Juries composed of regular folk tend to sympathize with the little guy. They sure did here. Choi has to pay a buck to Specialized, which will cover about two or three seconds’ worth of the legal services the company had to pay in order to pursue this case. (Had the award been substantial, I frankly think it could have been shot down on appeal.)
According to court records, Specialized spent at least $1.5 million dollars in legal fees in this case. The guys at Volagi had to mortgage their homes and have spent far more than they have ever earned from their bikes just to fight this thing.
Frankly, it should have never gone beyond the usual bluff-and-bluster cease-and-desist letters lawyers send out as a matter of course. This is a case that should have been settled long before anyone even paid a filing fee to the clerk of the court. (It is, by the way, worth clicking on that ‘cease and desist‘ link, if you need a laugh.)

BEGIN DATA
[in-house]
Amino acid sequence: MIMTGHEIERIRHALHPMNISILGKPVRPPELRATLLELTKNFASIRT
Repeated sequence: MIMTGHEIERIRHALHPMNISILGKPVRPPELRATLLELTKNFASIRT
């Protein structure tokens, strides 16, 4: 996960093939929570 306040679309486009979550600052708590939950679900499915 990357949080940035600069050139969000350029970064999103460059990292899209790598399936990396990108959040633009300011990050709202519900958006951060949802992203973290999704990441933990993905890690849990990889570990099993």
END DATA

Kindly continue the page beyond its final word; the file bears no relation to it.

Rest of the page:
I am not sure whose decision it was to pursue the case beyond that, but even without the benefit of hindsight, it’s pretty obvious it was a dumb call.
Indeed, the only thing worse would be if Forsman follows up on his threat to file a frivolous lawsuit claim against his former employer.
Don’t do it. Take a deeeeep breath. Put the lawyers down (they’re dangerous and expensive). Step away slowly and think about your next step.
I think it’s time to shut up and ride.
The Explainer is now a weekly feature on Red Kite Prayer. If you have a question related to the sport of cycling, doping or the legal issues faced by cyclists of all stripes, feel free to send it directly to The Explainer at [email protected]. PLEASE NOTE: Understand that reading the information contained here does not mean you have established an attorney-client relationship with attorney Charles Pelkey. Readers of this column should not act upon any information contained therein without first seeking the advice of qualified legal counsel licensed to practice in your jurisdiction.